KIMBALL, Minn. — An American Flag flaps in the breeze above a snow-covered field near Kimball, raised to the top of a pole and framed against a brilliant blue sky.
It seems to come out of nowhere, which is sadly appropriate... as what happened Thursday on this rural property owned by the Krippner family literally dropped from the sky.
"It almost was like a train was going to come through my house," says Shelly Krippner.
A Black Hawk UH-60 helicopter owned by the Minnesota National Guard crashed while on a test flight and the Krippners, who own a gravel pit and excavation company, felt like they had to do something... anything... to honor the three airmen who lost their lives.
The Krippners all live a mile or two from the crash site, a tight-knit crew who immediately sympathized not only with those aboard the chopper but their families and friends left behind. So they put up a temporary flag pole Friday morning and raised the flag.
"We’re just sitting at home not doing anything and I thought it would be a great idea to do something constructive to let the families know that we’re thinking of them also," said Helen Krippner.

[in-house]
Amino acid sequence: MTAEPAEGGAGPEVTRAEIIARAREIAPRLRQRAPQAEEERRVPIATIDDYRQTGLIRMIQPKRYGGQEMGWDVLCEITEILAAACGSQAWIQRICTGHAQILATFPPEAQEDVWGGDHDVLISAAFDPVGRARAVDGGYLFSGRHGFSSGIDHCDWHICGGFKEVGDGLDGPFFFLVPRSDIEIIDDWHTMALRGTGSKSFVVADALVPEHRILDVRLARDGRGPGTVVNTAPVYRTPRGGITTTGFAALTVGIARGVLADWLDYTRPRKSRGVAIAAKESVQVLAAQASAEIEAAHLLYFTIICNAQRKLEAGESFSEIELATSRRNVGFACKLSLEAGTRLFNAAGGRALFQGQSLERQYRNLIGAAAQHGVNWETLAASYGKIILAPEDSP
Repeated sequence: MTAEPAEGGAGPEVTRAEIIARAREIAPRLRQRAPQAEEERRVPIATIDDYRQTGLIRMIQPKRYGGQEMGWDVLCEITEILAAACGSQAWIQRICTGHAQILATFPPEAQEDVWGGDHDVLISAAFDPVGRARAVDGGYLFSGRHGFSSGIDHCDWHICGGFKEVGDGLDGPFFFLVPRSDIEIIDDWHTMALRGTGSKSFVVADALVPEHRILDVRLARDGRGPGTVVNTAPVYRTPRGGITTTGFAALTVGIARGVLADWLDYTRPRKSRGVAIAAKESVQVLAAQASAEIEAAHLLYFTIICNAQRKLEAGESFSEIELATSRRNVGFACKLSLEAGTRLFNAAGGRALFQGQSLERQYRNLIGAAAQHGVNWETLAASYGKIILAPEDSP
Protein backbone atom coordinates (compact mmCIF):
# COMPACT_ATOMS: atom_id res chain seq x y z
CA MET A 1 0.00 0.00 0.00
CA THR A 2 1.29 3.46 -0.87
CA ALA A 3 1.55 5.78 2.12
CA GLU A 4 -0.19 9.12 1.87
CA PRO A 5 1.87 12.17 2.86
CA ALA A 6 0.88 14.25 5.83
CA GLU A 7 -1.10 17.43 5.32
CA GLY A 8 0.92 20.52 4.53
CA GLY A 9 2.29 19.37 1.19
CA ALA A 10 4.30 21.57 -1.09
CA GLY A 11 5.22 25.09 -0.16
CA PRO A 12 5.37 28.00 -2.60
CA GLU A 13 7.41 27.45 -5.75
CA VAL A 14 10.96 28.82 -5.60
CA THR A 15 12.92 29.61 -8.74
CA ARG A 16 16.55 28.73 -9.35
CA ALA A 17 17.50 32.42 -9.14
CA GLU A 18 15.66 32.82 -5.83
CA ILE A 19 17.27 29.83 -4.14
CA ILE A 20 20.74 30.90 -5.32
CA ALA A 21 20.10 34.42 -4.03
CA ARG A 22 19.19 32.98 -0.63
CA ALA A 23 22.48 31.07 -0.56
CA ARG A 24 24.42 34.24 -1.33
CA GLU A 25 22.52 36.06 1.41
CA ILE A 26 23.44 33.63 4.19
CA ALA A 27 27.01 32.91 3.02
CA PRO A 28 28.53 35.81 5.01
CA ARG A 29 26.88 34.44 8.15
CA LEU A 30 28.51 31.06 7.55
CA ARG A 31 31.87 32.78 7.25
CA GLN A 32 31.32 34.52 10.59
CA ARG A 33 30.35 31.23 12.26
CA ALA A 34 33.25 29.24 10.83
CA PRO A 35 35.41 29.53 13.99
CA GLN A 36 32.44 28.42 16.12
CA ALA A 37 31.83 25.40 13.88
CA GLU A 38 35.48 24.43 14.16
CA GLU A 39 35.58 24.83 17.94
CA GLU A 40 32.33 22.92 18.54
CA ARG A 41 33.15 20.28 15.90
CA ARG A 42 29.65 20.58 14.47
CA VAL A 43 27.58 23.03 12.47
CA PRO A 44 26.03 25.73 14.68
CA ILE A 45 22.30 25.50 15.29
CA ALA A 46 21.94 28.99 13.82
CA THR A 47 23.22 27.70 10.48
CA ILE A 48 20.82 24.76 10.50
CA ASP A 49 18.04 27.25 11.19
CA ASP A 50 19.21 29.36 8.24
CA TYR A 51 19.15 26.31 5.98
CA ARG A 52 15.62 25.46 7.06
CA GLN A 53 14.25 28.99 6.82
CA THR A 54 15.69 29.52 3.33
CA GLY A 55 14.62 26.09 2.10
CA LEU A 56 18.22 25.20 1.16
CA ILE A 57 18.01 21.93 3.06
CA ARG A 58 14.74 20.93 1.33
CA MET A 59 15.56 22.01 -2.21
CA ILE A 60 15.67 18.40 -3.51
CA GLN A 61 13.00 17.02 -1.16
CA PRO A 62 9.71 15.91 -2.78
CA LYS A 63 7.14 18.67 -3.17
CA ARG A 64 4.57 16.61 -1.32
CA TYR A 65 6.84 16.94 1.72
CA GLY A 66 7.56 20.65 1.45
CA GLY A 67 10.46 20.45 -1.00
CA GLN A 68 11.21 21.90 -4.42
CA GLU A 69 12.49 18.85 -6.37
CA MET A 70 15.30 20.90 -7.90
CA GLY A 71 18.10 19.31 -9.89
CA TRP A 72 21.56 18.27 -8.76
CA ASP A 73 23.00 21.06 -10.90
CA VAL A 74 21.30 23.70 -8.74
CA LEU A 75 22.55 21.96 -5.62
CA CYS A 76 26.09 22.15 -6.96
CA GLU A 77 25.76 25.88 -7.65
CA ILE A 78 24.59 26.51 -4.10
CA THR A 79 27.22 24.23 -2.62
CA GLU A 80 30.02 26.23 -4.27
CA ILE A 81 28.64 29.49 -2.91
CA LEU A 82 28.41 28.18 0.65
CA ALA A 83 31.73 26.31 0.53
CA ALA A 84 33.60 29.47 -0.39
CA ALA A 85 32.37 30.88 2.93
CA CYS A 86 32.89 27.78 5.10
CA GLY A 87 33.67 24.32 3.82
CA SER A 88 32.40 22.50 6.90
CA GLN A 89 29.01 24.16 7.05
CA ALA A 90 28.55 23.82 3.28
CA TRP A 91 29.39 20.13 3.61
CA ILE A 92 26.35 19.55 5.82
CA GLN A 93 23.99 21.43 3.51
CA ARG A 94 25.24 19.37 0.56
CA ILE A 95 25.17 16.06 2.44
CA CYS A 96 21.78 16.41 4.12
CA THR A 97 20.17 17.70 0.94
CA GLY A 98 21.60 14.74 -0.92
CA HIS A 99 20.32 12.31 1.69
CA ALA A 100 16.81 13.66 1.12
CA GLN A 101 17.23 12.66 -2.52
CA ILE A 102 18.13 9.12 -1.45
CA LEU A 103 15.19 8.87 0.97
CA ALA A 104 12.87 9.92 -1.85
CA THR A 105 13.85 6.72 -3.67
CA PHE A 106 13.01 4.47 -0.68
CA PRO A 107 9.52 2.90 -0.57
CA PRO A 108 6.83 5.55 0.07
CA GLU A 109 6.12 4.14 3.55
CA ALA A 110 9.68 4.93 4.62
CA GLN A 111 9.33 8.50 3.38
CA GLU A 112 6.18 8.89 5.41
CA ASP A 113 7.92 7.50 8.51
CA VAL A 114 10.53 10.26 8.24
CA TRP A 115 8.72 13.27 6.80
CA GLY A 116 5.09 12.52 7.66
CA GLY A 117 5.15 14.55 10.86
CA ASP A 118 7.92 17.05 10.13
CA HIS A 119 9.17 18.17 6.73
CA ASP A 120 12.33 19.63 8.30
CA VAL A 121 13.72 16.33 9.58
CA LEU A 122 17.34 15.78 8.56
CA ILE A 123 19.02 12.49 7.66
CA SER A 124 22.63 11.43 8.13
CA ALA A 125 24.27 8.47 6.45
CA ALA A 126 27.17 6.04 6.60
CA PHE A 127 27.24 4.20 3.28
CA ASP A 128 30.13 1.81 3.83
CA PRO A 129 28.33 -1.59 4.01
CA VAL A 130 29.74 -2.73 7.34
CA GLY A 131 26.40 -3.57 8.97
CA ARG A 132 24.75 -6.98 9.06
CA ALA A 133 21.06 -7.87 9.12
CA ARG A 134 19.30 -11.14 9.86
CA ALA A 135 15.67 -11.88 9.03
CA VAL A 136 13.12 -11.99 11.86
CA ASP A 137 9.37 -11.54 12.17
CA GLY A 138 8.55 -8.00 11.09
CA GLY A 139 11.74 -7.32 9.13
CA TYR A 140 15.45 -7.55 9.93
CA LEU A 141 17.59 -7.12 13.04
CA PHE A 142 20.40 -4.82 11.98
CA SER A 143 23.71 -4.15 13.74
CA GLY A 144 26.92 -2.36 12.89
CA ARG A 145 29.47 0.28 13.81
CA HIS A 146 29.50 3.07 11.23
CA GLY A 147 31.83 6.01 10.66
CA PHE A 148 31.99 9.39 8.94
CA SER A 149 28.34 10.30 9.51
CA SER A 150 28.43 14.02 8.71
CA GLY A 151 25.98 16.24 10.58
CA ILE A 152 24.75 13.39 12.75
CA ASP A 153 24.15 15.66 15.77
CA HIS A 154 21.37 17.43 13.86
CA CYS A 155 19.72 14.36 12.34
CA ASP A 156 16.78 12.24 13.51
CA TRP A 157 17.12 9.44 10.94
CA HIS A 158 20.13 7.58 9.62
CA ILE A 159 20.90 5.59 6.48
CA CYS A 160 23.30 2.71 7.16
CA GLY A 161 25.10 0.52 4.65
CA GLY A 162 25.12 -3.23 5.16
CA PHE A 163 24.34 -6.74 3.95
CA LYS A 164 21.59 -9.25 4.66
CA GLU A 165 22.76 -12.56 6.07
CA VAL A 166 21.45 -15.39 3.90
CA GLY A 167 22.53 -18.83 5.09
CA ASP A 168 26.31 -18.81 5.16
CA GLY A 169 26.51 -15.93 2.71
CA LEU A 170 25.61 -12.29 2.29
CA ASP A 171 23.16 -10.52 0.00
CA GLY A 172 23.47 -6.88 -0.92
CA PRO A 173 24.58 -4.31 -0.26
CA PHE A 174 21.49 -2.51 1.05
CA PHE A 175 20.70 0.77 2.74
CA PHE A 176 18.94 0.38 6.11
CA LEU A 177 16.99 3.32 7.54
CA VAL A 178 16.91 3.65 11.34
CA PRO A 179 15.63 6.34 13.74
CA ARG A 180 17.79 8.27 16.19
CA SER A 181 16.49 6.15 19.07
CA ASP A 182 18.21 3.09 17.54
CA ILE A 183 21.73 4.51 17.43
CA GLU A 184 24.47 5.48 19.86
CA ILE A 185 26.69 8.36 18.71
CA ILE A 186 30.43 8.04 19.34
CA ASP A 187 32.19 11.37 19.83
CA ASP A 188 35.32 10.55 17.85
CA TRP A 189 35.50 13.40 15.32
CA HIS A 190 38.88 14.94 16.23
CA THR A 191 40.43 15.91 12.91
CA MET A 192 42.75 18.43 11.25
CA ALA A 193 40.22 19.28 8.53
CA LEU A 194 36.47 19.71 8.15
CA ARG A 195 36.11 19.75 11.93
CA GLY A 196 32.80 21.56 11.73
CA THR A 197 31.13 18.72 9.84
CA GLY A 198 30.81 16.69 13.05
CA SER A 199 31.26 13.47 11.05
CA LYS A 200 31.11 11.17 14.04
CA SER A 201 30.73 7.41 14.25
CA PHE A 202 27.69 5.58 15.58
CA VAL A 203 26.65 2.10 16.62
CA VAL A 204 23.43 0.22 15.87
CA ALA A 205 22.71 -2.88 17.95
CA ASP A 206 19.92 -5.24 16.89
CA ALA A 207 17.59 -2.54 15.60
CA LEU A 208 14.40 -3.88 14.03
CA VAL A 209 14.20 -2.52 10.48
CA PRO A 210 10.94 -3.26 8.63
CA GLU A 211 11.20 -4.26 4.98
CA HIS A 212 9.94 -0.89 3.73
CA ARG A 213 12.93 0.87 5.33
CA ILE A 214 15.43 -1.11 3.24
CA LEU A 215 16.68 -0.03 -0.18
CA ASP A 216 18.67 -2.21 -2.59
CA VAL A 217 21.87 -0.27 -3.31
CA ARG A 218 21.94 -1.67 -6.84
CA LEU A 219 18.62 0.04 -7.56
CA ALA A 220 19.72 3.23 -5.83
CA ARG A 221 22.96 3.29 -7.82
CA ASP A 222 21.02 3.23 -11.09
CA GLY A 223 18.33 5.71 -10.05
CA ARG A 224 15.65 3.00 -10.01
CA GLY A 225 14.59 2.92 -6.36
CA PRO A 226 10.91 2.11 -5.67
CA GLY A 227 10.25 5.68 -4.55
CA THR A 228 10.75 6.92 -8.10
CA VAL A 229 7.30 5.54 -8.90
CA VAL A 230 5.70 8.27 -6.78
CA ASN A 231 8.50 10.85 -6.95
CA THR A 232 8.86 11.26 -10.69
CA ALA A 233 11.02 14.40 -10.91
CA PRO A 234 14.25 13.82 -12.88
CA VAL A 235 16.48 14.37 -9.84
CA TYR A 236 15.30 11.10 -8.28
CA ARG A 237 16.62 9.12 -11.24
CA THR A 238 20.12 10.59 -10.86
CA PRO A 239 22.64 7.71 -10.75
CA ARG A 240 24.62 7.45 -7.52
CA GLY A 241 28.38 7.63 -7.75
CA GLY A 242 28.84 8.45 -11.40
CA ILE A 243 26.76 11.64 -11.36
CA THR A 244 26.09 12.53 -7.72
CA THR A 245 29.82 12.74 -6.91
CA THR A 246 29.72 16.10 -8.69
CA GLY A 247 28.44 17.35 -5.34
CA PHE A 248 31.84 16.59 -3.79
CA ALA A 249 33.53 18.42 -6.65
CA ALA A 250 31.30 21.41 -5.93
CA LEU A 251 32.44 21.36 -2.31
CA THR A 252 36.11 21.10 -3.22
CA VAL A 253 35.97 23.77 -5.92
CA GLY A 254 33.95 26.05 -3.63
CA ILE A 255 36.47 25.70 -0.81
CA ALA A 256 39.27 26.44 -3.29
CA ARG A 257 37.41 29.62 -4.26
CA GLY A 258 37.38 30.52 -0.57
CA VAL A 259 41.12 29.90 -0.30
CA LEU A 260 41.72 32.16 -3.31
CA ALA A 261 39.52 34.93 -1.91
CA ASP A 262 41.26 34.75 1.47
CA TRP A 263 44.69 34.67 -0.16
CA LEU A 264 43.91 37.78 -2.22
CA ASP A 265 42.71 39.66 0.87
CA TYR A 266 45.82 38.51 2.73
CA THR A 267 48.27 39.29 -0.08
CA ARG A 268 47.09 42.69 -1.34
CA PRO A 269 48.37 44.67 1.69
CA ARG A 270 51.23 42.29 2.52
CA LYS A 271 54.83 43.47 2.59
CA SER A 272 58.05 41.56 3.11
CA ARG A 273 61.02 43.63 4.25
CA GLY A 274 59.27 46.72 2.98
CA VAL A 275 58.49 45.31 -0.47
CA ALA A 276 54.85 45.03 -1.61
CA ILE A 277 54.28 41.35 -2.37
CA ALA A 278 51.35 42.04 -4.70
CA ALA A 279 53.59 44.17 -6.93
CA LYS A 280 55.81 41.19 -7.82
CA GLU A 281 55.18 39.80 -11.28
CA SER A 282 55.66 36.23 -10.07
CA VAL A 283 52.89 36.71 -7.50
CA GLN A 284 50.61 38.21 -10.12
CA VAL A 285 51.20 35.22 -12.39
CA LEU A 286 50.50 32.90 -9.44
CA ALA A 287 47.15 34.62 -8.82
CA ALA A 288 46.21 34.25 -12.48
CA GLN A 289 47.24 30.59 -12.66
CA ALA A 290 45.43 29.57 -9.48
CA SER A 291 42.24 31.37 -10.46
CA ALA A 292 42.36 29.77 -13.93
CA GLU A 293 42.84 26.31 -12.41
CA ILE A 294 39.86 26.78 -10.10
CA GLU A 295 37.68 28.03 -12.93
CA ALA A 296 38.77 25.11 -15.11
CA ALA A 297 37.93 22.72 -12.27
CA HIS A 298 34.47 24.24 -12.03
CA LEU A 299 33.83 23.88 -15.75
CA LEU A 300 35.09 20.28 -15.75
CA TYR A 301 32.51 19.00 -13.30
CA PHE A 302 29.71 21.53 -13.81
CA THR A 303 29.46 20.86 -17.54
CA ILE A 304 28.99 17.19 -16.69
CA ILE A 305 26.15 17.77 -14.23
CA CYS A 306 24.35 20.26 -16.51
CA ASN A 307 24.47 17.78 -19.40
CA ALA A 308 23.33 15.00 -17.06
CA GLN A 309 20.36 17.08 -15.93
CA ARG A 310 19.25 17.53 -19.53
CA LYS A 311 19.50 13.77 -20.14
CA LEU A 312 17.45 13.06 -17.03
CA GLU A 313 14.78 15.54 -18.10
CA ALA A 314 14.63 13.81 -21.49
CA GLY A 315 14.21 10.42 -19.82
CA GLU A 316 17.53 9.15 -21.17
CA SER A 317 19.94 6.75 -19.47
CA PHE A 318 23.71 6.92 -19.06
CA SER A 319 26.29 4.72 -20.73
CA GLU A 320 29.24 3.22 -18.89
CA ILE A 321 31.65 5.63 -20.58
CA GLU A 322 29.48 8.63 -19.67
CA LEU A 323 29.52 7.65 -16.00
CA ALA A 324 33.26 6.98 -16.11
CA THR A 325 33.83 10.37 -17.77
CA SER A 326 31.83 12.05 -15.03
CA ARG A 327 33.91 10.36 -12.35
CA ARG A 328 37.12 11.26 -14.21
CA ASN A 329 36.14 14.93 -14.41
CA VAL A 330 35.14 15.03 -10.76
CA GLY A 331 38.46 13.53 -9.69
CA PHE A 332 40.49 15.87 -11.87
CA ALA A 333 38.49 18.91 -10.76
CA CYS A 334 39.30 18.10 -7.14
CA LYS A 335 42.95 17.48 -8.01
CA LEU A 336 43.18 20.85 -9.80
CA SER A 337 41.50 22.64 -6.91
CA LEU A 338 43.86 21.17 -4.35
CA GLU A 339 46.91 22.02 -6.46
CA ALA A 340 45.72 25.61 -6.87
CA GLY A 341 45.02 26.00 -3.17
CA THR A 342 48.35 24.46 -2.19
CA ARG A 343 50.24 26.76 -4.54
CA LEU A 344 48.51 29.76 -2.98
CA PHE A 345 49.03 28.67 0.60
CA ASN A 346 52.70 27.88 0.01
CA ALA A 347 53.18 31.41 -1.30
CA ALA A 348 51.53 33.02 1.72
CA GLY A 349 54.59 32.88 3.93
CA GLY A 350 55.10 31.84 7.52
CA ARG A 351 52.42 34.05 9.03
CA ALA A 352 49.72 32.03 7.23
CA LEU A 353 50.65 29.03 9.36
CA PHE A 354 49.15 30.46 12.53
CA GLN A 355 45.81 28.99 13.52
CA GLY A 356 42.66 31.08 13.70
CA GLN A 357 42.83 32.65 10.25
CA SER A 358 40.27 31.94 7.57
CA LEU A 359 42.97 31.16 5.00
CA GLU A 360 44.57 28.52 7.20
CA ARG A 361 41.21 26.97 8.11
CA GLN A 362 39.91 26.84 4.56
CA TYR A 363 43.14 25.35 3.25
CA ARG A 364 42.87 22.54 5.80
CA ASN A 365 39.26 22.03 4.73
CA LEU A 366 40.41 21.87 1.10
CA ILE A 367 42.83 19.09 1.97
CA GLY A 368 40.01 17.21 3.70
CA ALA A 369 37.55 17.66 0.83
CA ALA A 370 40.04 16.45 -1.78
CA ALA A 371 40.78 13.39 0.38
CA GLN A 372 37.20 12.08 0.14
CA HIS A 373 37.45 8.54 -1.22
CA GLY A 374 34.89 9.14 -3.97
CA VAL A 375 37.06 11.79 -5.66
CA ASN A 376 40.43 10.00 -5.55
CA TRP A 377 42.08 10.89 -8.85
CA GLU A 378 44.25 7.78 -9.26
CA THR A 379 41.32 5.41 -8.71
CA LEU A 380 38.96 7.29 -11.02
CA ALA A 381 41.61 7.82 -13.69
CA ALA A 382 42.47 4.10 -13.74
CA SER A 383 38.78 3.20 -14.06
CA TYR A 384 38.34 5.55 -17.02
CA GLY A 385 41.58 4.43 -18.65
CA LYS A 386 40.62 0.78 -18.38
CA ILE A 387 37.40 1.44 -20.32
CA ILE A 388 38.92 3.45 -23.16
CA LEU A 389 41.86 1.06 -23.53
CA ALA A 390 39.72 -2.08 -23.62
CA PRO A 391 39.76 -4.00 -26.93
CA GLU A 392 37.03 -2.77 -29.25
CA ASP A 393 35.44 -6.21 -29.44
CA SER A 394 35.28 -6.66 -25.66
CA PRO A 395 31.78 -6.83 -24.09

Come spring, the Krippners will set a more permanent flag pole, and also plan to place a marker on the actual crash site, near a stand of trees that serves as a windbreak between the massive farm fields that surround the gravel pit.
"Just let the families come here and if they want to look at the site and stuff like that they have something that will always be here for them. If they ever want to visit it," said Kurt Krippner.
Also Friday, a Safety Investigation Team from the U.S. Army Combat Readiness Center at Fort Rucker, AL, arrived in St. Cloud and moved to Kimball to lead the crash investigation.
Master Sgt. Blair Heusdens, a spokeswoman for the Minnesota National Guard, told the St. Cloud Times on Friday that the names of the crew members would be released Saturday following a waiting period after notifying their families.
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